France ranks 12th among Israel’s suppliers and 10th among its customers (Source: GTA-GTIS, 2017). Israel is France’s 8th-largest customer and 9th-largest supplier in the Middle East and North Africa region. It represents 5.1% of French exports to the region. French imports also increased in 2017 (€1.3 billion, up 4.3% compared with 2016).

France’s presence in Israel has developed considerably since the turn of the century. In 2017, some 100 French businesses were established in Israel, accounting for 5,530 jobs and an estimated turnover of €534 million. According to Bank of France data, by the end of 2017, French foreign direct investment (FDI) stock in the country had reached €2.9 billion at the end of 2017, representing an annual 6% increase since 2012. Israel has one of the world’s most dynamic economies when it comes to research and development (4.5% of its GDP goes to R&D, excluding military R&D spending), it is the world’s 4th-leading country in terms of patents and, according to the Bloomberg Innovation Index 2017, it is the world’s 10th most innovative economy). Exchanges in areas related to innovation are growing strongly, particularly within the French Tech network initiative. The cross-cultural season also saw a major French presence at the 2018 Digital Life Design festival in Tel Aviv.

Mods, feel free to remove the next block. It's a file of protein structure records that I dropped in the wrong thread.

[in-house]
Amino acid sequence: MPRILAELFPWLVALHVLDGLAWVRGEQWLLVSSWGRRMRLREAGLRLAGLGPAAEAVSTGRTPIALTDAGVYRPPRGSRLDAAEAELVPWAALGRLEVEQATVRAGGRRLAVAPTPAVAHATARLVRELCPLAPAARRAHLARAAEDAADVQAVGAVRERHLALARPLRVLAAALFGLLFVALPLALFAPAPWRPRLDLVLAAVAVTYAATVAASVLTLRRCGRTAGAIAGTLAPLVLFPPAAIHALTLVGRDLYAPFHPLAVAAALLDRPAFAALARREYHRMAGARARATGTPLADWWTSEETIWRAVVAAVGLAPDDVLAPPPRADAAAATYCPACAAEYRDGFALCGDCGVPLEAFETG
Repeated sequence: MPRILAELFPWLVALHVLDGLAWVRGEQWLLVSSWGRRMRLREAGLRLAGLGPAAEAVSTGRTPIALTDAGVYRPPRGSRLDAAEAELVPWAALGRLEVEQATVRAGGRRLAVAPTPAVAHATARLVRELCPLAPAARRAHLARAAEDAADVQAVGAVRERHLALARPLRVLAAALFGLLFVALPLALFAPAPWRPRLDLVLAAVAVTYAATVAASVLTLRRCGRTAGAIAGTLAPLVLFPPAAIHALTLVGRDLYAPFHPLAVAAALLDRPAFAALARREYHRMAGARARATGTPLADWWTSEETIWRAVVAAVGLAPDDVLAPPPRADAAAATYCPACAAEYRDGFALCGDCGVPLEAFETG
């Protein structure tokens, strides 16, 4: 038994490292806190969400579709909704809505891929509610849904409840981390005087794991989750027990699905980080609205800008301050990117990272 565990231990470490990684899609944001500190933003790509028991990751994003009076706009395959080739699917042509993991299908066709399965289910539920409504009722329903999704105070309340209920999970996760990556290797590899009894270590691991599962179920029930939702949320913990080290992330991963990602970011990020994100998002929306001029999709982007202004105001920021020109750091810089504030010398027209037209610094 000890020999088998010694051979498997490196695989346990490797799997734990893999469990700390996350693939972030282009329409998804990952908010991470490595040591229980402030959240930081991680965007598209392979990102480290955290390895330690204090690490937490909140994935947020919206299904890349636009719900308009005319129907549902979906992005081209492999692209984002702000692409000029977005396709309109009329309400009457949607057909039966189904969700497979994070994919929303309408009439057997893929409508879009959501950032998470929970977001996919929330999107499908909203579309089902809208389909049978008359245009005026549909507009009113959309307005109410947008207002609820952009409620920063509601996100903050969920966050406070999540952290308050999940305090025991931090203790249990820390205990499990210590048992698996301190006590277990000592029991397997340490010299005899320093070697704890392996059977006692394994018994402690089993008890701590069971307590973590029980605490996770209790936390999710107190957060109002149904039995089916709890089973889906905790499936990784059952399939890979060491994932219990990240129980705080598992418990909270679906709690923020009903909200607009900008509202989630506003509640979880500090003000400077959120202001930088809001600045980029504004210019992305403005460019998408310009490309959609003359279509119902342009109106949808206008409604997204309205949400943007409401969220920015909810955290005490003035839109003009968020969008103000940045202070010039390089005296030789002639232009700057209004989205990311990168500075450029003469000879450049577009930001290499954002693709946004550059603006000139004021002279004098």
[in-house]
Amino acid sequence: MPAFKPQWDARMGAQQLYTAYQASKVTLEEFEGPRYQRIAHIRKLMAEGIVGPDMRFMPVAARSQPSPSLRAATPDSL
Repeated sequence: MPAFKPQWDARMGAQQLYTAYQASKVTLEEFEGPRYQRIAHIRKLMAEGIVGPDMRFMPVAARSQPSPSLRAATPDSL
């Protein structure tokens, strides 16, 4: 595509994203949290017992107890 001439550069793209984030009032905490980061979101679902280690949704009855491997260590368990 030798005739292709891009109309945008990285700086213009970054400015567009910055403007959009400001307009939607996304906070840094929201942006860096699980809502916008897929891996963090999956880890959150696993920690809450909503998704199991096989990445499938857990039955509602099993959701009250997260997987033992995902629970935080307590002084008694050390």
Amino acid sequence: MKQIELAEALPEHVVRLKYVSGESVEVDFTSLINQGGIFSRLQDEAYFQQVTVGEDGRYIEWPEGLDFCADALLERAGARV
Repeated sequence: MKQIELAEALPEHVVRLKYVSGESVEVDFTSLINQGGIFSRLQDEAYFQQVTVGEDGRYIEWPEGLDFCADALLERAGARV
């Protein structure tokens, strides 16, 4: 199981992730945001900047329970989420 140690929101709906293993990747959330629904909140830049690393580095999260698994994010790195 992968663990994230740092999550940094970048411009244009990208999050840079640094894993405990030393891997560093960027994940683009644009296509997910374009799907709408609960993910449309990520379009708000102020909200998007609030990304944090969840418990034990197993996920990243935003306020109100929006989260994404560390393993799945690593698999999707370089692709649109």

France is among the top five destinations for Israeli tourists, alongside the United States, Greece, Italy and the United Kingdom.

Click here for economic data concerning Israel and the Palestinian Territories : key figures on bilateral trade and support provision for French businesses (in French)

Cultural, scientific and technical cooperation

Cultural, scientific and technical cooperation is based on a 1959 bilateral agreement. The Embassy of France in Tel Aviv has substantial means at its disposal to implement the agreement, in coordination with the French Institute of Israel in Tel Aviv, which has two satellites in Haifa and Nazareth, the French Research Centre in Jerusalem (CRFJ – archaeology and humanities), and the four Agency for French Education Abroad (AEFE) schools (one of which under contract with the Agency, the others being partners).